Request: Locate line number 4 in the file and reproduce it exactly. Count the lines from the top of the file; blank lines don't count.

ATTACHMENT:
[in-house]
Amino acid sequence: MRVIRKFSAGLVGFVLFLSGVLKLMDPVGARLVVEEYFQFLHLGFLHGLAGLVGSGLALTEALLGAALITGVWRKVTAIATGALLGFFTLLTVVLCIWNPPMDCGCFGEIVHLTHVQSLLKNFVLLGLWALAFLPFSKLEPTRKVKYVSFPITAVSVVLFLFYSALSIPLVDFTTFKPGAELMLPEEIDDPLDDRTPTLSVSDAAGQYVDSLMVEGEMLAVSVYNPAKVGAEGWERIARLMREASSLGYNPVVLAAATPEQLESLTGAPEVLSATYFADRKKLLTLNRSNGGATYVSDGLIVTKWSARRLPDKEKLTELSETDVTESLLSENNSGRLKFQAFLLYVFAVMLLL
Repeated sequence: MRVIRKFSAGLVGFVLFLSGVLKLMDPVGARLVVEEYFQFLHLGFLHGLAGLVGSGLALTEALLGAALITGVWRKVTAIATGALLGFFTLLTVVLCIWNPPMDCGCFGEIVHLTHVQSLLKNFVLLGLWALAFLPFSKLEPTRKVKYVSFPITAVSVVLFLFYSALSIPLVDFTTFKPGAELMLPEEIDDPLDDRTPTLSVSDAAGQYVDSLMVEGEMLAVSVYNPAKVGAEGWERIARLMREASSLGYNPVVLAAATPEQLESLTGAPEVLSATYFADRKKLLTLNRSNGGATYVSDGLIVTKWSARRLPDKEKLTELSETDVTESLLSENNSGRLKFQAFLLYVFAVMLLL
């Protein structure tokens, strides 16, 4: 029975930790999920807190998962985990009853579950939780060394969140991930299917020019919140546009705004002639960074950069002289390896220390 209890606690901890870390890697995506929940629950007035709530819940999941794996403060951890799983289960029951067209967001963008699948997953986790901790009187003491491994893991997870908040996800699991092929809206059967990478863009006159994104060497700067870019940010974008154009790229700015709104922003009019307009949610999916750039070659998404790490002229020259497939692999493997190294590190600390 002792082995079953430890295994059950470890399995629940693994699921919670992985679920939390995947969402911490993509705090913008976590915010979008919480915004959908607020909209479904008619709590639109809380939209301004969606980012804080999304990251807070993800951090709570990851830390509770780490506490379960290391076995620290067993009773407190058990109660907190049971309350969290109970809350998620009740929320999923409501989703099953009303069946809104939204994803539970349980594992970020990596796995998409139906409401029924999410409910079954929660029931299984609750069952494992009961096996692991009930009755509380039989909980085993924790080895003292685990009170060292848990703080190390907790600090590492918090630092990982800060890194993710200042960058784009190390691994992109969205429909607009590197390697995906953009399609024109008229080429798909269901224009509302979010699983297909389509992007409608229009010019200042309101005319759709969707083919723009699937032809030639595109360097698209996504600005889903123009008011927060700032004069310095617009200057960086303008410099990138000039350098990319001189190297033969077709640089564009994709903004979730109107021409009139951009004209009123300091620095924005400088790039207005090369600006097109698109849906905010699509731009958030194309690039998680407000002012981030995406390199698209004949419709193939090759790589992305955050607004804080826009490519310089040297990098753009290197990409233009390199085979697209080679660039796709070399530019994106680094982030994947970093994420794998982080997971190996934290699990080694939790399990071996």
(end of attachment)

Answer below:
């Protein structure tokens, strides 16, 4: 029975930790999920807190998962985990009853579950939780060394969140991930299917020019919140546009705004002639960074950069002289390896220390 209890606690901890870390890697995506929940629950007035709530819940999941794996403060951890799983289960029951067209967001963008699948997953986790901790009187003491491994893991997870908040996800699991092929809206059967990478863009006159994104060497700067870019940010974008154009790229700015709104922003009019307009949610999916750039070659998404790490002229020259497939692999493997190294590190600390 002792082995079953430890295994059950470890399995629940693994699921919670992985679920939390995947969402911490993509705090913008976590915010979008919480915004959908607020909209479904008619709590639109809380939209301004969606980012804080999304990251807070993800951090709570990851830390509770780490506490379960290391076995620290067993009773407190058990109660907190049971309350969290109970809350998620009740929320999923409501989703099953009303069946809104939204994803539970349980594992970020990596796995998409139906409401029924999410409910079954929660029931299984609750069952494992009961096996692991009930009755509380039989909980085993924790080895003292685990009170060292848990703080190390907790600090590492918090630092990982800060890194993710200042960058784009190390691994992109969205429909607009590197390697995906953009399609024109008229080429798909269901224009509302979010699983297909389509992007409608229009010019200042309101005319759709969707083919723009699937032809030639595109360097698209996504600005889903123009008011927060700032004069310095617009200057960086303008410099990138000039350098990319001189190297033969077709640089564009994709903004979730109107021409009139951009004209009123300091620095924005400088790039207005090369600006097109698109849906905010699509731009958030194309690039998680407000002012981030995406390199698209004949419709193939090759790589992305955050607004804080826009490519310089040297990098753009290197990409233009390199085979697209080679660039796709070399530019994106680094982030994947970093994420794998982080997971190996934290699990080694939790399990071996």